My cousin Rae Stribling died over the weekend, and one of God’s most unique people has made the transition from corporality to memory.

Rae as a girl, along with my father (top) and my uncle Tom. Rae was my grandmother’s sister’s daughter and a favorite of her Aunt Van (short for Savannah), who bequeathed to Rae the gift of removing warts. Rae got such a kick out of people believing she had the power of dewartification that she cultivated a reputation as a “voodoo woman” who could cure various ailments or make an unwanted husband disappear like an ugly wart.

I’ve always been skeptical about the warts, but any number of people in Lincoln County, Georgia swear that Rae charmed their unwanted protuberances away.

And I was never sure whether Rae believed her own voodoo business or just enjoyed the attention, but there were plenty who believed in her powers. Alas, no amount of voodoo could counteract the brain cancer that finally did her in at age 81.

Rae went back to church a few times after her diagnosis, but decided that she didn’t want a funeral. She talked her son-in-law into building her a pine box coffin of reclaimed wood from an old cotton gin, and was specific that she wanted the word “cotton” stamped on it somewhere as a reminder of how hard she had worked in the cotton fields as a young woman.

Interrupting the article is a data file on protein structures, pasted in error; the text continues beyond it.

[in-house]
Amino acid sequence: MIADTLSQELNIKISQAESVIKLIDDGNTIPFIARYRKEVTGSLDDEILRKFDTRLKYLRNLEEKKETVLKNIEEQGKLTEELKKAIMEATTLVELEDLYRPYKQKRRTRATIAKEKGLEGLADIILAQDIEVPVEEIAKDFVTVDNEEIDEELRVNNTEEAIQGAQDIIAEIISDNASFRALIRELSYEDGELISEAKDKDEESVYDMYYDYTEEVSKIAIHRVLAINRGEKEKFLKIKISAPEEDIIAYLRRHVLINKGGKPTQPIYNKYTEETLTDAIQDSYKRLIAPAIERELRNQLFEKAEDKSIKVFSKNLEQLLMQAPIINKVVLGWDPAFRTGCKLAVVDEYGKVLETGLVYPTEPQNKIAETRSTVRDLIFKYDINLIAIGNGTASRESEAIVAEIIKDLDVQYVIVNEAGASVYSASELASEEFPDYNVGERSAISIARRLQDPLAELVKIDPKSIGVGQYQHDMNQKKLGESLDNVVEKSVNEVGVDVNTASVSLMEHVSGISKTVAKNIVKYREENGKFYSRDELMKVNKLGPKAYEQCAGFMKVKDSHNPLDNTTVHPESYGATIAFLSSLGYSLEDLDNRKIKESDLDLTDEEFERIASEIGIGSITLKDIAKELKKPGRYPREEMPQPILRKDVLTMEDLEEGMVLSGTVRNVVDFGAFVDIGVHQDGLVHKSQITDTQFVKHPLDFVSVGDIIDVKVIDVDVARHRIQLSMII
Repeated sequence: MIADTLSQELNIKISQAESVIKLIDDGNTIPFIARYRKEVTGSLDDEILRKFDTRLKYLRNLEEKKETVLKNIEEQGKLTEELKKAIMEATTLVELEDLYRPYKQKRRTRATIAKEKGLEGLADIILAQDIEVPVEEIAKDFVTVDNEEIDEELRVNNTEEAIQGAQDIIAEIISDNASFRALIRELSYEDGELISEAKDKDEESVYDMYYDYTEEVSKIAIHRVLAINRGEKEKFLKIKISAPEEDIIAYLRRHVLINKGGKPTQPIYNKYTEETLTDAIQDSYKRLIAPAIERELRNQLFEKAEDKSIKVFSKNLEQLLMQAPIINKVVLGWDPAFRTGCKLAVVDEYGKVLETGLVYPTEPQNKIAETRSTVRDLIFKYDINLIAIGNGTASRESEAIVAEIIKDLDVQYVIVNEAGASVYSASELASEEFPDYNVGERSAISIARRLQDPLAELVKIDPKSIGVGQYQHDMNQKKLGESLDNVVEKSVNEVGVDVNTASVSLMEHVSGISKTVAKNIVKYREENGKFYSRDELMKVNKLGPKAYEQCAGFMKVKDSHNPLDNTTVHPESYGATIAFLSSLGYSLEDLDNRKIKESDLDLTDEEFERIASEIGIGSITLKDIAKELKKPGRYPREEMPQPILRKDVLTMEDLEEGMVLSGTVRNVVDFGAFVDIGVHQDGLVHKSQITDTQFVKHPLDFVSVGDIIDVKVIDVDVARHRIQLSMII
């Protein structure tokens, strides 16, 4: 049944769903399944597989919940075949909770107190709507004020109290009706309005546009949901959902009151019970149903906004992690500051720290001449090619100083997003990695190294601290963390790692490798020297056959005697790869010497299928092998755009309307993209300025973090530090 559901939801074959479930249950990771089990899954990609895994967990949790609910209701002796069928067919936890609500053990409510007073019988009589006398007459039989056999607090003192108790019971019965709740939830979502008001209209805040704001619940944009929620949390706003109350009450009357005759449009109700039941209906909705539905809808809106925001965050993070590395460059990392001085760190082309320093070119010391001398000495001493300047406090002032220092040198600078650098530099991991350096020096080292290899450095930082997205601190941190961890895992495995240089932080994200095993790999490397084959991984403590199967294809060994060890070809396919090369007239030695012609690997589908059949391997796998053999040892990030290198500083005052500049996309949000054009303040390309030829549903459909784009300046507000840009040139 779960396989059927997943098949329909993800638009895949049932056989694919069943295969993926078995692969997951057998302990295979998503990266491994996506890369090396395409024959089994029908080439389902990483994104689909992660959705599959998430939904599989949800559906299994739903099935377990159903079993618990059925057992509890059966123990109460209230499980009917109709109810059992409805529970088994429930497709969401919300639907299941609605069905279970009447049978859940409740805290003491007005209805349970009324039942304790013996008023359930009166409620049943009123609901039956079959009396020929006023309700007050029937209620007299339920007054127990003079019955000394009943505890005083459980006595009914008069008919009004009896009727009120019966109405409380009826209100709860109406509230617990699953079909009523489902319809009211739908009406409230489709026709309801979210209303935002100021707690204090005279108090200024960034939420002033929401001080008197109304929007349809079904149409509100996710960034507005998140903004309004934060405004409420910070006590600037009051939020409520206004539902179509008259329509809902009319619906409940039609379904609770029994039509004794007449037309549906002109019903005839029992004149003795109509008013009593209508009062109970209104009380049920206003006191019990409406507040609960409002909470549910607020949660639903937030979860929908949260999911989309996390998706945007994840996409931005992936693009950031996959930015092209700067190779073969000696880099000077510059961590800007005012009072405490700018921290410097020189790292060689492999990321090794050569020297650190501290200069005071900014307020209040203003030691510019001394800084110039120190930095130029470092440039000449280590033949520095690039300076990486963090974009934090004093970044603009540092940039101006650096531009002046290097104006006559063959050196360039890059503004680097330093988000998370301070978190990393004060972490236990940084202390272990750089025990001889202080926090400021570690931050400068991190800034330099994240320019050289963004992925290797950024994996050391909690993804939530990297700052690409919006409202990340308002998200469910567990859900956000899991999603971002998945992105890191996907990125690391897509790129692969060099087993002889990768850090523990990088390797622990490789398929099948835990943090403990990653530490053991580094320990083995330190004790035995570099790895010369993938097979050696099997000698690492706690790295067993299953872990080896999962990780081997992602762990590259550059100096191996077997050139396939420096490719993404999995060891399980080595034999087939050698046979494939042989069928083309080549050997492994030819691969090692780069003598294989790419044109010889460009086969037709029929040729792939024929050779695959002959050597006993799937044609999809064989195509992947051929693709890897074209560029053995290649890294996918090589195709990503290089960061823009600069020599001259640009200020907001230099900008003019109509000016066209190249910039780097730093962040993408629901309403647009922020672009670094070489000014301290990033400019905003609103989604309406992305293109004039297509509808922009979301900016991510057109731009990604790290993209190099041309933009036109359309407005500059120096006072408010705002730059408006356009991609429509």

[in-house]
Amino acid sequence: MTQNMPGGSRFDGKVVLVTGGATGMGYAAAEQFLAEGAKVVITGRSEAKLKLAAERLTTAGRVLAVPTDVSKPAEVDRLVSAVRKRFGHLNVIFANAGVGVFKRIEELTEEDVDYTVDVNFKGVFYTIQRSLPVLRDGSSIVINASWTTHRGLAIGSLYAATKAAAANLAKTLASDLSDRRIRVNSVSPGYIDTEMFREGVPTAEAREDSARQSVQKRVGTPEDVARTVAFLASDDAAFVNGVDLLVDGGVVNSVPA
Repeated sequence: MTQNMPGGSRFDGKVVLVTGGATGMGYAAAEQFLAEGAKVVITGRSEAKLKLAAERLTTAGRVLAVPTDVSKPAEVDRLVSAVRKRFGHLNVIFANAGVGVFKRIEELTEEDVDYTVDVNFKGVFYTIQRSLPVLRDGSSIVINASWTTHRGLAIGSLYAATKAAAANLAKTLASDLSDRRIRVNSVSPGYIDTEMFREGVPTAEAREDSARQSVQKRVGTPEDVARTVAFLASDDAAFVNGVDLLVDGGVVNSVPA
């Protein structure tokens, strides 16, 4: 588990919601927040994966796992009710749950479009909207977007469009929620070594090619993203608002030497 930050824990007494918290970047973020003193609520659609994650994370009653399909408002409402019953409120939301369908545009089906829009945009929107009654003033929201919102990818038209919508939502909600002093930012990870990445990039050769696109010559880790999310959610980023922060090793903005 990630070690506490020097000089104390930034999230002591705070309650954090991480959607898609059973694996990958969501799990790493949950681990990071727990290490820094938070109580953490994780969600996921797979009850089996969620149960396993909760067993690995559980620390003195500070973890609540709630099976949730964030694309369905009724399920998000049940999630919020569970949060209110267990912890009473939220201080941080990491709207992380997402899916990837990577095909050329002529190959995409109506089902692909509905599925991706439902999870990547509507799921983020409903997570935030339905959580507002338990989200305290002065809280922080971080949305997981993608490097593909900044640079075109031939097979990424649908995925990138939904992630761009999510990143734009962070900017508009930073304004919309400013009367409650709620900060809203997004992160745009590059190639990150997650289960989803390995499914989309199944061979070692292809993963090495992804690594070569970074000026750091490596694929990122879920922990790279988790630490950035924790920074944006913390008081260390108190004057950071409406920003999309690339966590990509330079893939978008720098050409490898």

She gave her children instructions to hold a “viewing” at which she’ll be laid out in one of her favorite party dresses with full makeup. She told them to “clean up and wear your dancing shoes,” wanting the occasion to be more celebratory than mournful: whether the funeral home will provide a DJ, I don’t know. She’ll be cremated afterward so there won’t be a grave to visit, but if Rae gets a chance to be the one making visitations as a ghost, she certainly will.

A few years back I published a book of sermons entitled Telling Stories (Smyth & Helwys, 2008). It consists of original short stories — often of the fantastical sort — that I wrote to set the mood for getting into particular biblical texts. Only one of the stories was true, and that was a mini-biography of Rae, entitled “How Rae Got the Voodoo.” It was told with her encouragement, and was perhaps one of the more unbelievable stories in the book. I used it to introduce a meditation on the so-called “witch of Endor” who called up the spirit of Samuel for King Saul in 1 Samuel 28. Both Rae and the ghostwife who assisted Saul used approaches that many would consider sketchy, but their intentions were good. 

I don’t know if there will be more warts in Lincoln County now, but there will be one less colorful character. I suspect that tales about Rae will grow taller with the telling, however, and it’s unlikely that she’ll be forgotten.

I, for one, will often recall one of God’s most singular gifts to the world, and am grateful to have known her.


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